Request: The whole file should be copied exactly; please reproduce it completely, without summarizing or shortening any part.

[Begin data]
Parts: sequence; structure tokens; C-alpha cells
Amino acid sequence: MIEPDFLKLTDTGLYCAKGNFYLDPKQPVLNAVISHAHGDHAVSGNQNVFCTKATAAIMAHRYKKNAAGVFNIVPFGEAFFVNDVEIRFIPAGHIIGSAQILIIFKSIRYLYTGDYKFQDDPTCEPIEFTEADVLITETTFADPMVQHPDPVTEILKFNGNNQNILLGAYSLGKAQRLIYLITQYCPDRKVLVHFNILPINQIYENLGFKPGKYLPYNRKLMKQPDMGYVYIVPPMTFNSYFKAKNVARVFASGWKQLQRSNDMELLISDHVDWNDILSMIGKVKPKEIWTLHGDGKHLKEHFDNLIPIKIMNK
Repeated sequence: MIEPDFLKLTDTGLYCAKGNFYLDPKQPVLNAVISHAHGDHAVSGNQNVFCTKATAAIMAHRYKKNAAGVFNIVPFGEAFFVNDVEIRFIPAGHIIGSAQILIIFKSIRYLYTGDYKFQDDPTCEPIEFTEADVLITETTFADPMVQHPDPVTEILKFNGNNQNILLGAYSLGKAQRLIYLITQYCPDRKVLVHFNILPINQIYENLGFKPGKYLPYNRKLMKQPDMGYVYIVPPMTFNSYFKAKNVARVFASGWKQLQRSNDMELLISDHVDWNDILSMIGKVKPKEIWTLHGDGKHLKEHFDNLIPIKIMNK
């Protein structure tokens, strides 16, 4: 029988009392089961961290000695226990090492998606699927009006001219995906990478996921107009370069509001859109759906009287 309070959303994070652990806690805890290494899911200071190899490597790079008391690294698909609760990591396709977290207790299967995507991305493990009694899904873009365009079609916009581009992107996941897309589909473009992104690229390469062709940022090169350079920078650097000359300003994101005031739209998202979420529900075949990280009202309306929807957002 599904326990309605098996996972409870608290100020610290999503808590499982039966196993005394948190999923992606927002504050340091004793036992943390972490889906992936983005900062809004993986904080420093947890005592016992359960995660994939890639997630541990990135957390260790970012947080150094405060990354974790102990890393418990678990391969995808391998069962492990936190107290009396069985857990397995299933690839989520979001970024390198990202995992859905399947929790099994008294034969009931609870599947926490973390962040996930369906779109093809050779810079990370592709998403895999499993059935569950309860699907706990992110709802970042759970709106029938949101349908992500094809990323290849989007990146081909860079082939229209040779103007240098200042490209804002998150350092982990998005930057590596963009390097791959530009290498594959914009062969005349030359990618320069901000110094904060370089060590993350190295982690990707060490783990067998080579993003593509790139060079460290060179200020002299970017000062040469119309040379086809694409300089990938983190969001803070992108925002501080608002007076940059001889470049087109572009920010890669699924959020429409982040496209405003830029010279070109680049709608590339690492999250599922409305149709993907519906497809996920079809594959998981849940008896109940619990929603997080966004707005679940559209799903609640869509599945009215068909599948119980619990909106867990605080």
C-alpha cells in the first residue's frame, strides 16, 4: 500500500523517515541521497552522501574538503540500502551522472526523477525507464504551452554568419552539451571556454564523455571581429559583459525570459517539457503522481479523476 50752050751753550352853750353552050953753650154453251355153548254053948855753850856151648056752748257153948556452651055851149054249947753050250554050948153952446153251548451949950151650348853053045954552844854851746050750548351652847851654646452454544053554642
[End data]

Parts: sequence; structure tokens; C-alpha cells
Amino acid sequence: MIEPDFLKLTDTGLYCAKGNFYLDPKQPVLNAVISHAHGDHAVSGNQNVFCTKATAAIMAHRYKKNAAGVFNIVPFGEAFFVNDVEIRFIPAGHIIGSAQILIIFKSIRYLYTGDYKFQDDPTCEPIEFTEADVLITETTFADPMVQHPDPVTEILKFNGNNQNILLGAYSLGKAQRLIYLITQYCPDRKVLVHFNILPINQIYENLGFKPGKYLPYNRKLMKQPDMGYVYIVPPMTFNSYFKAKNVARVFASGWKQLQRSNDMELLISDHVDWNDILSMIGKVKPKEIWTLHGDGKHLKEHFDNLIPIKIMNK
Repeated sequence: MIEPDFLKLTDTGLYCAKGNFYLDPKQPVLNAVISHAHGDHAVSGNQNVFCTKATAAIMAHRYKKNAAGVFNIVPFGEAFFVNDVEIRFIPAGHIIGSAQILIIFKSIRYLYTGDYKFQDDPTCEPIEFTEADVLITETTFADPMVQHPDPVTEILKFNGNNQNILLGAYSLGKAQRLIYLITQYCPDRKVLVHFNILPINQIYENLGFKPGKYLPYNRKLMKQPDMGYVYIVPPMTFNSYFKAKNVARVFASGWKQLQRSNDMELLISDHVDWNDILSMIGKVKPKEIWTLHGDGKHLKEHFDNLIPIKIMNK
């Protein structure tokens, strides 16, 4: 029988009392089961961290000695226990090492998606699927009006001219995906990478996921107009370069509001859109759906009287 309070959303994070652990806690805890290494899911200071190899490597790079008391690294698909609760990591396709977290207790299967995507991305493990009694899904873009365009079609916009581009992107996941897309589909473009992104690229390469062709940022090169350079920078650097000359300003994101005031739209998202979420529900075949990280009202309306929807957002 599904326990309605098996996972409870608290100020610290999503808590499982039966196993005394948190999923992606927002504050340091004793036992943390972490889906992936983005900062809004993986904080420093947890005592016992359960995660994939890639997630541990990135957390260790970012947080150094405060990354974790102990890393418990678990391969995808391998069962492990936190107290009396069985857990397995299933690839989520979001970024390198990202995992859905399947929790099994008294034969009931609870599947926490973390962040996930369906779109093809050779810079990370592709998403895999499993059935569950309860699907706990992110709802970042759970709106029938949101349908992500094809990323290849989007990146081909860079082939229209040779103007240098200042490209804002998150350092982990998005930057590596963009390097791959530009290498594959914009062969005349030359990618320069901000110094904060370089060590993350190295982690990707060490783990067998080579993003593509790139060079460290060179200020002299970017000062040469119309040379086809694409300089990938983190969001803070992108925002501080608002007076940059001889470049087109572009920010890669699924959020429409982040496209405003830029010279070109680049709608590339690492999250599922409305149709993907519906497809996920079809594959998981849940008896109940619990929603997080966004707005679940559209799903609640869509599945009215068909599948119980619990909106867990605080």
C-alpha cells in the first residue's frame, strides 16, 4: 500500500523517515541521497552522501574538503540500502551522472526523477525507464504551452554568419552539451571556454564523455571581429559583459525570459517539457503522481479523476 50752050751753550352853750353552050953753650154453251355153548254053948855753850856151648056752748257153948556452651055851149054249947753050250554050948153952446153251548451949950151650348853053045954552844854851746050750548351652847851654646452454544053554642